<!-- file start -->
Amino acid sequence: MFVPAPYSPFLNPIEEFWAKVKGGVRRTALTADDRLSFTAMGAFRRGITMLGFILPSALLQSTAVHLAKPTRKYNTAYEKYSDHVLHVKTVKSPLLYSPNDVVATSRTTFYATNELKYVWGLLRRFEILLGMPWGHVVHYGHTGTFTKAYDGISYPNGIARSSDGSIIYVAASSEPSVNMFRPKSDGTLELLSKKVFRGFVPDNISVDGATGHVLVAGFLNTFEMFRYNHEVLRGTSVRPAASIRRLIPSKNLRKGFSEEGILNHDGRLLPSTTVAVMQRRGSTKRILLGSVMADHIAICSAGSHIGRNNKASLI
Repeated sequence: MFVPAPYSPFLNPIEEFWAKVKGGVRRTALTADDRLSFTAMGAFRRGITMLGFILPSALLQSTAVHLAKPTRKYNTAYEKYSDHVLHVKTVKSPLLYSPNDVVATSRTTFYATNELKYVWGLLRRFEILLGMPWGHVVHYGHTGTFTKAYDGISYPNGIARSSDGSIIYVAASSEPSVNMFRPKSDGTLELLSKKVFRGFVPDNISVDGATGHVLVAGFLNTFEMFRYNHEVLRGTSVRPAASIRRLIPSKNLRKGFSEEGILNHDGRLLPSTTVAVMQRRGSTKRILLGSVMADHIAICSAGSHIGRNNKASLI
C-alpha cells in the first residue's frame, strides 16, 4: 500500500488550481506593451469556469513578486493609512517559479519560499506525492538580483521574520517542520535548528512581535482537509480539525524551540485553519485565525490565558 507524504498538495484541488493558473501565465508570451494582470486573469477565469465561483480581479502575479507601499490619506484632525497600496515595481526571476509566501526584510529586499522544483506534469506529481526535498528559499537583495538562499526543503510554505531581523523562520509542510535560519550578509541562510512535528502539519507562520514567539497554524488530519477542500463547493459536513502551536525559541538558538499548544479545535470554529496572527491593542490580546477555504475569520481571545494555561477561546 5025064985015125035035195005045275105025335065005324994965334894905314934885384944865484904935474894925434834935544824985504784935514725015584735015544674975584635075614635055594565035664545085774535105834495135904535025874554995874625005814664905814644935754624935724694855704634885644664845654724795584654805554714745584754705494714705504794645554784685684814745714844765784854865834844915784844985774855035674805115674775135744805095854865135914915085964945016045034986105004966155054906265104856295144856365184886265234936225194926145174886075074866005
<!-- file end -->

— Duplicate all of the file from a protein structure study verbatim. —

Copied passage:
Amino acid sequence: MFVPAPYSPFLNPIEEFWAKVKGGVRRTALTADDRLSFTAMGAFRRGITMLGFILPSALLQSTAVHLAKPTRKYNTAYEKYSDHVLHVKTVKSPLLYSPNDVVATSRTTFYATNELKYVWGLLRRFEILLGMPWGHVVHYGHTGTFTKAYDGISYPNGIARSSDGSIIYVAASSEPSVNMFRPKSDGTLELLSKKVFRGFVPDNISVDGATGHVLVAGFLNTFEMFRYNHEVLRGTSVRPAASIRRLIPSKNLRKGFSEEGILNHDGRLLPSTTVAVMQRRGSTKRILLGSVMADHIAICSAGSHIGRNNKASLI
Repeated sequence: MFVPAPYSPFLNPIEEFWAKVKGGVRRTALTADDRLSFTAMGAFRRGITMLGFILPSALLQSTAVHLAKPTRKYNTAYEKYSDHVLHVKTVKSPLLYSPNDVVATSRTTFYATNELKYVWGLLRRFEILLGMPWGHVVHYGHTGTFTKAYDGISYPNGIARSSDGSIIYVAASSEPSVNMFRPKSDGTLELLSKKVFRGFVPDNISVDGATGHVLVAGFLNTFEMFRYNHEVLRGTSVRPAASIRRLIPSKNLRKGFSEEGILNHDGRLLPSTTVAVMQRRGSTKRILLGSVMADHIAICSAGSHIGRNNKASLI
C-alpha cells in the first residue's frame, strides 16, 4: 500500500488550481506593451469556469513578486493609512517559479519560499506525492538580483521574520517542520535548528512581535482537509480539525524551540485553519485565525490565558 507524504498538495484541488493558473501565465508570451494582470486573469477565469465561483480581479502575479507601499490619506484632525497600496515595481526571476509566501526584510529586499522544483506534469506529481526535498528559499537583495538562499526543503510554505531581523523562520509542510535560519550578509541562510512535528502539519507562520514567539497554524488530519477542500463547493459536513502551536525559541538558538499548544479545535470554529496572527491593542490580546477555504475569520481571545494555561477561546 5025064985015125035035195005045275105025335065005324994965334894905314934885384944865484904935474894925434834935544824985504784935514725015584735015544674975584635075614635055594565035664545085774535105834495135904535025874554995874625005814664905814644935754624935724694855704634885644664845654724795584654805554714745584754705494714705504794645554784685684814745714844765784854865834844915784844985774855035674805115674775135744805095854865135914915085964945016045034986105004966155054906265104856295144856365184886265234936225194926145174886075074866005